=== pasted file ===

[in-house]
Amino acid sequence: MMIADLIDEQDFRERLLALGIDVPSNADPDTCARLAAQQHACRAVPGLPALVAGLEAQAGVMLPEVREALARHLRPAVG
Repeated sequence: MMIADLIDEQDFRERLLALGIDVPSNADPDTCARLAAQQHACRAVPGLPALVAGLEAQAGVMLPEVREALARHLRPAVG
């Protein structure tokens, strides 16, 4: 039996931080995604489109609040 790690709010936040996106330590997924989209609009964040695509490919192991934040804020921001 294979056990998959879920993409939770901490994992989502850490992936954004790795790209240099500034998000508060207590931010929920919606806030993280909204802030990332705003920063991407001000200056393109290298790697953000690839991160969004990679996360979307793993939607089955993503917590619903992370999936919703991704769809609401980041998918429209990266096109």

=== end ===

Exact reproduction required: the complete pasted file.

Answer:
[in-house]
Amino acid sequence: MMIADLIDEQDFRERLLALGIDVPSNADPDTCARLAAQQHACRAVPGLPALVAGLEAQAGVMLPEVREALARHLRPAVG
Repeated sequence: MMIADLIDEQDFRERLLALGIDVPSNADPDTCARLAAQQHACRAVPGLPALVAGLEAQAGVMLPEVREALARHLRPAVG
């Protein structure tokens, strides 16, 4: 039996931080995604489109609040 790690709010936040996106330590997924989209609009964040695509490919192991934040804020921001 294979056990998959879920993409939770901490994992989502850490992936954004790795790209240099500034998000508060207590931010929920919606806030993280909204802030990332705003920063991407001000200056393109290298790697953000690839991160969004990679996360979307793993939607089955993503917590619903992370999936919703991704769809609401980041998918429209990266096109």